The official site of the Nebraska Unicameral Legislature

Sen. Steve Halloran

Sen. Steve Halloran

District 33

The content of these pages is developed and maintained by, and is the sole responsibility of, the individual senator's office and may not reflect the views of the Nebraska Legislature. Questions and comments about the content should be directed to the senator's office at

Half Way Home
February 23rd, 2018

This week we passed the half way point. Wednesday marked the 30th day of the session. I hope everyone had a wonderful Valentine’s Day. On Friday we are scheduled to vote on 15 bills for final reading. If all those bills pass, we will have passed a total 32 bills to date for this session. During an average short session we traditionally pass approximately two hundred bills. With hearings coming to a close next week, we will be on the floor all day debating, so the number of passed bills should increase dramatically. Priority bills by Senators, Committees, and the Speaker will receive first attention for bill debated on the floor. Bills that were not selected as a priority bills will most like not be brought to floor for debate and therefore the bill will be indefinitely postponed.
March will also usher in debate on how to address the looming two hundred million dollar budget shortfall. My office has received a large amount of correspondence expressing concerns about which programs and agencies, including the University of Nebraska, will have to deal with budget cuts in order to balance the State’s budget. Budget cuts are never easy, no one likes to see a decrease in funds appropriated.

Last session several programs and institutions were hit harder than others. So now, it would seem only fair that those not effected as much by cuts last year should bear more of the burden this year. Cuts need to be fair and balanced. We, as a legislature, will be working hard to minimize the impact of these cuts within the fiscal constraints we have to operate under. The other option to cuts is to raise revenue. The only mechanism the legislature has to raise revenue is to increase taxation, either through raising taxes or removing tax exceptions. When I ask the same people who do not want their budgets cut, what taxes should we raise, typically their first response is, “not mine.” Then it’s usually followed by “my taxes are too high already.” Something is going to have give in this argument.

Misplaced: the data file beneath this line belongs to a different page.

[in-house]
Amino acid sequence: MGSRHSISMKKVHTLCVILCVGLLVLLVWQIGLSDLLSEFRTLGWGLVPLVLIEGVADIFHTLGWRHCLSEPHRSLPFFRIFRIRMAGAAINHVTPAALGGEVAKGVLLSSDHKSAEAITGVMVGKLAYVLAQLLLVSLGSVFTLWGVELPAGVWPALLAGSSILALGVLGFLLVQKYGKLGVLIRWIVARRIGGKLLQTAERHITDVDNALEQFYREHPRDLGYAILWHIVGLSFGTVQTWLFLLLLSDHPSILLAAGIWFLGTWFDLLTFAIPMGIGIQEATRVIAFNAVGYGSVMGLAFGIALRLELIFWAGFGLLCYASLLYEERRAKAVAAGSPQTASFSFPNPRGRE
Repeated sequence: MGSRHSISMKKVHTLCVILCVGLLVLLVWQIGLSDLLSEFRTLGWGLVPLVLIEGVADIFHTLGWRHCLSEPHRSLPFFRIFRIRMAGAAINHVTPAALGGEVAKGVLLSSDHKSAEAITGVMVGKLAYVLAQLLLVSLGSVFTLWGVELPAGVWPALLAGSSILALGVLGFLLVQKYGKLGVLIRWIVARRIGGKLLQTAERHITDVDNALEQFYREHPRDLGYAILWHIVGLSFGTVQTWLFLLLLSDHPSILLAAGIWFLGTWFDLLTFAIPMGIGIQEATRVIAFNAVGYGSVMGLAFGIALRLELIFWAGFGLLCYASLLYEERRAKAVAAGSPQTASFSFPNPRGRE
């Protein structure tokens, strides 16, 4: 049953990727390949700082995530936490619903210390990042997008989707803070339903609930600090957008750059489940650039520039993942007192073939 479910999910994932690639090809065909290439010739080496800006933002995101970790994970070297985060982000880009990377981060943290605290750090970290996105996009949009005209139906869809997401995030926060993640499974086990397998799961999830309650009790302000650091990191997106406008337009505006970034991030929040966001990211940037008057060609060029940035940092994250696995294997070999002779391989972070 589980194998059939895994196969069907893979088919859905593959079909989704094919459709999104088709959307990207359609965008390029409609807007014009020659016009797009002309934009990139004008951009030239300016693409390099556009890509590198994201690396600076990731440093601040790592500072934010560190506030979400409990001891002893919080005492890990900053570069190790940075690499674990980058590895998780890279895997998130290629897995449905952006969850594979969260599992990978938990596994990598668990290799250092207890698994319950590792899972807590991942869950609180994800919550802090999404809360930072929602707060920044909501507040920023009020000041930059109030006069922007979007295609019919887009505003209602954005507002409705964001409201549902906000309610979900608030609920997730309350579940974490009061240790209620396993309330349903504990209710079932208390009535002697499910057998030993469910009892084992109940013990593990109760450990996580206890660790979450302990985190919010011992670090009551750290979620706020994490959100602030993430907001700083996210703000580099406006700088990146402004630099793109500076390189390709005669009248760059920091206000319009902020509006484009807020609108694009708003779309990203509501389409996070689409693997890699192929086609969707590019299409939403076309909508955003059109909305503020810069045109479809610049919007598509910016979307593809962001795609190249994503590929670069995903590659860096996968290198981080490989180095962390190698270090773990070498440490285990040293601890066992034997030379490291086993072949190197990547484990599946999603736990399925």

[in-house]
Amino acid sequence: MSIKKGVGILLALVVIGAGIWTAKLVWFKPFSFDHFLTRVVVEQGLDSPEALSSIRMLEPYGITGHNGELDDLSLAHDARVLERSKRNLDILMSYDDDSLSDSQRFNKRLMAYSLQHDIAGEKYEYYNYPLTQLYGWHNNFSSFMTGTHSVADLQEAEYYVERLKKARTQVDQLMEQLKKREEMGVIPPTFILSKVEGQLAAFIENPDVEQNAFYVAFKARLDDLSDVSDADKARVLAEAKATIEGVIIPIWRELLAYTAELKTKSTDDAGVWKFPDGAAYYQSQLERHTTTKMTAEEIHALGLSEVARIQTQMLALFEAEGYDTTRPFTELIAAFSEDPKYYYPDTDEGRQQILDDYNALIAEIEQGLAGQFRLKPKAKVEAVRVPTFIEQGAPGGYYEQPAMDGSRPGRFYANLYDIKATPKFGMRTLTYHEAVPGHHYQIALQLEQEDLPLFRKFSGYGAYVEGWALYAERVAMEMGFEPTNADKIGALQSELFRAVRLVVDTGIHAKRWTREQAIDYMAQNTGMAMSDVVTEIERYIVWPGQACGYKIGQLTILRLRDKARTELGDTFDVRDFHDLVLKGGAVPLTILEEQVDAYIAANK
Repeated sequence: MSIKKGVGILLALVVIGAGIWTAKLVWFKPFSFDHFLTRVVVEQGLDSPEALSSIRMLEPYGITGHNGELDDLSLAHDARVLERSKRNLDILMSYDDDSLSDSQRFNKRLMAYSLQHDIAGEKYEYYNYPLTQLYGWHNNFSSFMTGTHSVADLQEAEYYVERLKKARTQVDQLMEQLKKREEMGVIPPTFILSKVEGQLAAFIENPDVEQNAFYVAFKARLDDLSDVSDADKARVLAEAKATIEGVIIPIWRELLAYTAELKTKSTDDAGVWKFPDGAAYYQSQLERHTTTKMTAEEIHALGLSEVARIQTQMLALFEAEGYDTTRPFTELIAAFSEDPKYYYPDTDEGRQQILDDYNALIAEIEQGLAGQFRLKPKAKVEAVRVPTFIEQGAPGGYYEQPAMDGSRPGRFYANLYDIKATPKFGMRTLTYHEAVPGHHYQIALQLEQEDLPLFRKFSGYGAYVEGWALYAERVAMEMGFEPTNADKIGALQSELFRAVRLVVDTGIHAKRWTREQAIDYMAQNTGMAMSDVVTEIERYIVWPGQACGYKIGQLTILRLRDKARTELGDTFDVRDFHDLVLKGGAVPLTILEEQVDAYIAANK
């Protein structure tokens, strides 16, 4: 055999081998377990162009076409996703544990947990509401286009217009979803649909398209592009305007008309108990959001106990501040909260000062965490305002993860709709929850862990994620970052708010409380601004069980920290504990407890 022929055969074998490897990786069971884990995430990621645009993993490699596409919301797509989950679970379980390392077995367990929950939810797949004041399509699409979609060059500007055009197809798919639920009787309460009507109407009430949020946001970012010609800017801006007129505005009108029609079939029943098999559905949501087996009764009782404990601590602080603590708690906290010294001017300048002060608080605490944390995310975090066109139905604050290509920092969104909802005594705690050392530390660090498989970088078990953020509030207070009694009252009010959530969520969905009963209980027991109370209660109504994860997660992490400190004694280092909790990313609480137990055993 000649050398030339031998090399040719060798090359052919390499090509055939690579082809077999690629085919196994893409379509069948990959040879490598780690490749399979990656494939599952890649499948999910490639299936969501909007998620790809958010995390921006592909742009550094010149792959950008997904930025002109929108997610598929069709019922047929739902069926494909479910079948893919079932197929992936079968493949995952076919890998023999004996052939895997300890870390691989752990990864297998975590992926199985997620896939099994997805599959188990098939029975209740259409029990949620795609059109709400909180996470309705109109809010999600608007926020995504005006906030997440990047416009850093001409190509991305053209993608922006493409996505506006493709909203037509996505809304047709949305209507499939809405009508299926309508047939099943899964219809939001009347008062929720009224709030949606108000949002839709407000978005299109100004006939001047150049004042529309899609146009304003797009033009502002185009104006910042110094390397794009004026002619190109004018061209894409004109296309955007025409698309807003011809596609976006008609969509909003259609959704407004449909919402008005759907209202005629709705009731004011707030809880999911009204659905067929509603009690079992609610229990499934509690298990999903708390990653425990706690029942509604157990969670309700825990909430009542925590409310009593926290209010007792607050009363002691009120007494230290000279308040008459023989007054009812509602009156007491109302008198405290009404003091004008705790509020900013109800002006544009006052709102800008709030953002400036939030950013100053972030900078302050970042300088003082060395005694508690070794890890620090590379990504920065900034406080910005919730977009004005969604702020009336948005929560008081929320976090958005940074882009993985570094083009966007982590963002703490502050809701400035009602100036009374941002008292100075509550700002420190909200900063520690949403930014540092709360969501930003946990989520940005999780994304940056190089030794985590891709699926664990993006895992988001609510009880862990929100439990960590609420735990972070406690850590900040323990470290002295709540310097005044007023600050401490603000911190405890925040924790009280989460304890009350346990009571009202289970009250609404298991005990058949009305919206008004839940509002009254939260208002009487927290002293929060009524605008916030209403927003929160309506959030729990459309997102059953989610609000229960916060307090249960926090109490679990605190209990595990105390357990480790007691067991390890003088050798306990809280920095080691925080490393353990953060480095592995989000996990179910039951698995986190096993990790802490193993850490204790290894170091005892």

A number of constituents have mentioned taxing internet sales in Nebraska.  Senator Watermeier introduced such a bill last session – LB44. While I agree with this bill, similar bills in other states have been found to be unconstitutional by the districts courts. The Supreme Court of the United States is scheduled to take up this issue later this year. Unfortunately, until they rule on this matter, the collection of internet sales tax will not be an option for increasing revenue in our state.

Speaking of taxes, in March we will also be addressing the several tax reform bills drafted this year. Senator Erdman’s bill, LB829 appears to be destined to be decided by you – the Nebraska voters. The Revenue Committee has not acted to move the bill to the full legislature for debate. This week, petitioners began soliciting the signatures necessary to place the proposal on the November ballot. I encourage you to go the following website to learn more on this ballot initiative –  I have also posted a link to this site on my Facebook page – Senator Steve Halloran.

Another tax reform bill receiving a lot of press in the media is the Governor’s plan, LB947, which is sponsored by the Chair of the Revenue Committee Senator Jim Smith. The bill has been a work in progress. Several amendments to the bill have been proposed to gain broader support by the public and the Legislature. Essentially, LB947 would convert the Property Tax Credit Relief Fund to provide refundable income tax credits for agricultural property owners as well as homeowners. Tax credits would begin at 12% with a cap of $280 for homeowners. The credits would increase by 2% every other year until they reached 30% in 2031. The residential caps would rise $50 with each increase. The 30% tax credit would mirror the percentage offered by Senator Erdman’s bill or the ballot initiative. However it would take thirteen years to reach that 30% level. I am sure that lively debate will ensue in coming days and weeks.

Just a reminder that the next Coffee with the Senator is scheduled for this upcoming Saturday, March 3rd, 9:00 a.m. at Kitty’s Roadhouse in Hastings. I hope to see you there!

Sen. Steve Halloran

District 33
Room #1022
P.O. Box 94604
Lincoln, NE 68509
Phone: (402) 471-2712
Search Senator Page:
Search Current Bills
Search Laws
Live Video Streaming
Find Your Senator
To Top